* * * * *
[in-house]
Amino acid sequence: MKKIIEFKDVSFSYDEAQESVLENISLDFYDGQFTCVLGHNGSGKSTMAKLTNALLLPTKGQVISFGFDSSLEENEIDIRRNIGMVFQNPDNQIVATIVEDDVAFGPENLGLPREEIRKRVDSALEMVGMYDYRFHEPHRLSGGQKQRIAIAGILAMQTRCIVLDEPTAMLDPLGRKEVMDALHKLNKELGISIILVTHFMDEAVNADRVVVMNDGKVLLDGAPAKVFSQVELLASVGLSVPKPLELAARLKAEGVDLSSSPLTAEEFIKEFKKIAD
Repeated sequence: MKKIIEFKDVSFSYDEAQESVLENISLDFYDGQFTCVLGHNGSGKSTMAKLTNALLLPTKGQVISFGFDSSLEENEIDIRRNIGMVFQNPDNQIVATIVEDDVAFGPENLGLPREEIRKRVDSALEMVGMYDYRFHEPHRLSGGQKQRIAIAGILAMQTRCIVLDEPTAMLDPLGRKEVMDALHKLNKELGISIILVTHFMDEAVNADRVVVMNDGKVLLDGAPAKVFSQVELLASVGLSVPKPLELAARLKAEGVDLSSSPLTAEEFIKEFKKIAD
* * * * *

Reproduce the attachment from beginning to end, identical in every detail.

[in-house]
Amino acid sequence: MKKIIEFKDVSFSYDEAQESVLENISLDFYDGQFTCVLGHNGSGKSTMAKLTNALLLPTKGQVISFGFDSSLEENEIDIRRNIGMVFQNPDNQIVATIVEDDVAFGPENLGLPREEIRKRVDSALEMVGMYDYRFHEPHRLSGGQKQRIAIAGILAMQTRCIVLDEPTAMLDPLGRKEVMDALHKLNKELGISIILVTHFMDEAVNADRVVVMNDGKVLLDGAPAKVFSQVELLASVGLSVPKPLELAARLKAEGVDLSSSPLTAEEFIKEFKKIAD
Repeated sequence: MKKIIEFKDVSFSYDEAQESVLENISLDFYDGQFTCVLGHNGSGKSTMAKLTNALLLPTKGQVISFGFDSSLEENEIDIRRNIGMVFQNPDNQIVATIVEDDVAFGPENLGLPREEIRKRVDSALEMVGMYDYRFHEPHRLSGGQKQRIAIAGILAMQTRCIVLDEPTAMLDPLGRKEVMDALHKLNKELGISIILVTHFMDEAVNADRVVVMNDGKVLLDGAPAKVFSQVELLASVGLSVPKPLELAARLKAEGVDLSSSPLTAEEFIKEFKKIAD